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Any property owner which has experienced the bankruptcy of a tenant is doubtless keenly aware of the limitation on damages which the Bankruptcy Code imposes on the landlord. A new decision by the Ninth Circuit bolsters the position of landlords in this long-running tussle.

Section 502(b)(6) Cap Refresher

Before getting to the Ninth Circuit’s recent opinion, here is a quick review for those who have not confronted the issue recently: Bankruptcy Code section 502(b)(6) generally “caps” a landlord’s claim for “damages” against a bankrupt tenant when a lease is terminated before or during the bankruptcy case to (a) the greater of the next year of rent due, or 15% of all the remaining rent due up to 3 years of the remaining term, and (b) any unpaid rent owing as of the date of the bankruptcy, or the date the tenant lost possession of the premises if prior to bankruptcy.  Fairly or not, the policy justification for the cap is that large claims of landlords, which are by their nature long-term and hard to calculate, should not overwhelm the claims of other trade creditors.

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On December 1, 2016, something extraordinary happened. No, it was not president-elect Trump visiting another Carrier air conditioning factory in Indianapolis. It was an event that made no headlines and caused no stir.  The Federal Rules of Bankruptcy Procedure were silently amended to remove all references to “core” and “noncore” proceedings.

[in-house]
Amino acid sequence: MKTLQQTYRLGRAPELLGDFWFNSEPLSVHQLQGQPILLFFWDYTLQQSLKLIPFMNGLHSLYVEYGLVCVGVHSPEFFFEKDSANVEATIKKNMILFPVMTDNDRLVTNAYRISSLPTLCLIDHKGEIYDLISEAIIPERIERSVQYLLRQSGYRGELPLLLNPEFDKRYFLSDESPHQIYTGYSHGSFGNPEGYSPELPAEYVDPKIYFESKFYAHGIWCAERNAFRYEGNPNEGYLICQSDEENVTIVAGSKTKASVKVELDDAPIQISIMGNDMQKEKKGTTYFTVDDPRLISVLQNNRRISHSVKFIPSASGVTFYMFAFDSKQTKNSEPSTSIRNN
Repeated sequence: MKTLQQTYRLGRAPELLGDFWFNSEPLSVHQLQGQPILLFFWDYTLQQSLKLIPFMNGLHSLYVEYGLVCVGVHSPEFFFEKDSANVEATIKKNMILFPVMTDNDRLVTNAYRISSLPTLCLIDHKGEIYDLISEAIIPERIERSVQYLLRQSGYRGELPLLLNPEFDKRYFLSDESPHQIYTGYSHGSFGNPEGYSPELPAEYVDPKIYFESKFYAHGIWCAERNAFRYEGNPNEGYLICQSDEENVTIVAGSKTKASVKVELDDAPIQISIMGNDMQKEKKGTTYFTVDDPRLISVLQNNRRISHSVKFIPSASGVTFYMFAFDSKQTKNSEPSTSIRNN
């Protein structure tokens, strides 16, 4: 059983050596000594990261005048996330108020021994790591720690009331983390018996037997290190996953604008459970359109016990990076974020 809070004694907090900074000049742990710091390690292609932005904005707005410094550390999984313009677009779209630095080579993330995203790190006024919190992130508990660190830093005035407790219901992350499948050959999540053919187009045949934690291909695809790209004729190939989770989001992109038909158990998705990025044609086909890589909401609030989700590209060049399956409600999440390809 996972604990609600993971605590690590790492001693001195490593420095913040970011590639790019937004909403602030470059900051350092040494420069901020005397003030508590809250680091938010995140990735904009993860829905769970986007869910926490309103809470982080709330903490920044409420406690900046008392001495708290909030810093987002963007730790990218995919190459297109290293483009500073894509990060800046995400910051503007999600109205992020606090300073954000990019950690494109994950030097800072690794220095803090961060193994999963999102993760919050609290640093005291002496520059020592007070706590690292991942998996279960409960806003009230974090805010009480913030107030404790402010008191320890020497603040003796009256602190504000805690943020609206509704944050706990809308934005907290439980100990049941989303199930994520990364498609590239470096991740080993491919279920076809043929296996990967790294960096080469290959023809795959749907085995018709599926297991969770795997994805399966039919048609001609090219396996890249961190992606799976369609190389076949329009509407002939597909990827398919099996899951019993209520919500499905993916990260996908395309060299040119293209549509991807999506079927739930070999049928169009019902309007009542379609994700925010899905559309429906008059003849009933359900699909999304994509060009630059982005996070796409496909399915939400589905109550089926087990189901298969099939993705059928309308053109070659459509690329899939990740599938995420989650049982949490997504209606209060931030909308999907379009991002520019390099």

So what’s the big deal?

Besides eliminating one of the last tools I possessed to sound smarter than my non-bankruptcy colleagues, the change reflects the final chapter in a 34-year saga regarding bankruptcy court jurisdiction and the constitutional authority of bankruptcy judges.

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Editor’s note: this blog post was recently published in Law360.

Shareholders of financially troubled S corporations may now be able to avoid the flow-through of taxes when the S corporation or its subsidiary files bankruptcy.  In In re Majestic Star Casino, LLC, 716 F.3d 736 (3rd Cir. 2013), the Third Circuit Court of Appeals ruled that an S corporation shareholder, who may have received the benefit of years of flow-through income tax treatment from the S corporation, may avoid the flow-through of taxable gain or income in bankruptcy simply by revoking the S corporation election.   The revocation converts the corporation into a C corporation, thereby trapping at the corporate level all income tax liabilities that the corporation incurs in bankruptcy.  The losers are the corporation’s unsecured creditors, whose claims will now only get paid after the tax claims the corporation incurs in bankruptcy.

In Majestic Star Casino, one of the debtors was a corporate subsidiary of an S corporation for which a qualified S corporation subsidiary (QSub) election had been made, thereby causing the debtor QSub to be treated as a disregarded entity for federal income tax purposes (akin to a division of the S corporation parent).  After the debtor QSub filed chapter 11 bankruptcy, the S corporation’s shareholder revoked the S election for the parent (which was not in bankruptcy).  This also revoked the QSub election for the debtor QSub, with both the parent and the debtor QSub becoming C corporations.